Blake working a run on the third river

We spent the better part of the morning working this area but as the day wore on the anglers from upstream began crowding us a bit so we decided to go check out another section of the river further downstream. A few miles below where we had been fishing the river cuts itself into a deep canyon and we figured that we would probably be the only ones crazy enough to fish this stretch so we scrambled down the hill to the river. We started out covering the water downstream, but after a few fishless hours decided to check out the area upstream of where we had come down.

Me covering some water in the canyon

A water fall in the canyon

The upper part of the canyon consisted of shear cliffs, deep pools and boulder gardens and was breath takingly beautiful. We scrambled along the cliffs as far upstream as we could go but still couldn't find any fish.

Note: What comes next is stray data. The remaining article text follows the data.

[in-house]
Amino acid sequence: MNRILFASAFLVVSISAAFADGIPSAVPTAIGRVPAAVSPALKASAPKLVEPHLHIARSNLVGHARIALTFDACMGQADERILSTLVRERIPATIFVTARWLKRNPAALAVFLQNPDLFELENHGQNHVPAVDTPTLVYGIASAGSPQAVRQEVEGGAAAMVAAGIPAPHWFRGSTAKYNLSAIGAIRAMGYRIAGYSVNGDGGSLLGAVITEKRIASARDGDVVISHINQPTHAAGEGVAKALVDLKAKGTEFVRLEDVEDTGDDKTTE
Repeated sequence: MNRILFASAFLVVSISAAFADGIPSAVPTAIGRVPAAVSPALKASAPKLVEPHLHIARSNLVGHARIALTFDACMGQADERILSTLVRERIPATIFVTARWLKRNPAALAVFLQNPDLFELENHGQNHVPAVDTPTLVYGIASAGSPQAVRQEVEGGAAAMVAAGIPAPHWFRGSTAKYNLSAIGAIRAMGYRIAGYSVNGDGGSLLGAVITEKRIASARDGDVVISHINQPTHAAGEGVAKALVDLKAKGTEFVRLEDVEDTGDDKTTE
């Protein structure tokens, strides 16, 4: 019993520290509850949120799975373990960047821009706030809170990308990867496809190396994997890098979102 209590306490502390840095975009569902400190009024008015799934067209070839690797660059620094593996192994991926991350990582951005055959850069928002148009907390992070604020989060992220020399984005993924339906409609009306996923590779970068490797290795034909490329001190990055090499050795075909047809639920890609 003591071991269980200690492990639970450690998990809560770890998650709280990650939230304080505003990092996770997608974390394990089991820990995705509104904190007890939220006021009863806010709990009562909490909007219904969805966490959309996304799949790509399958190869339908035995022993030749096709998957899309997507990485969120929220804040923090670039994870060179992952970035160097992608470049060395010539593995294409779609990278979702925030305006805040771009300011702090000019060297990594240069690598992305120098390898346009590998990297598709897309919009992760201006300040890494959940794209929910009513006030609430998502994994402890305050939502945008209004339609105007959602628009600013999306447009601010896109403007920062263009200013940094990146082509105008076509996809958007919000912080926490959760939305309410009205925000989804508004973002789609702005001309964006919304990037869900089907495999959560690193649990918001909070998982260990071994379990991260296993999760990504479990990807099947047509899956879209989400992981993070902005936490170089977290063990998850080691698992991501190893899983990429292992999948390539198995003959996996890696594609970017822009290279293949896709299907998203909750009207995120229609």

Blake working a nice looking pocket

Some pocket water in the canyon

The upper part of the canyon

After feeling confident that we had covered the water good enough that there were either no fish or no fish that were going to bite, it was time to hike out. We decided to take a different route out of the canyon, which ended up being one of the most punishing exercises that I think either of us has ever done. Things never seem to look as steep from down below, and this end up being a near vertical hands and knees climb where we were looking for anything to grab onto; ferns, branches, roots, etc... After 45 long minutes we finally made our way back to the truck and made the long drive back home.

The trip ended with no fish landed, but Blake and I both agreed that this was the most fun that we had ever had getting skunked!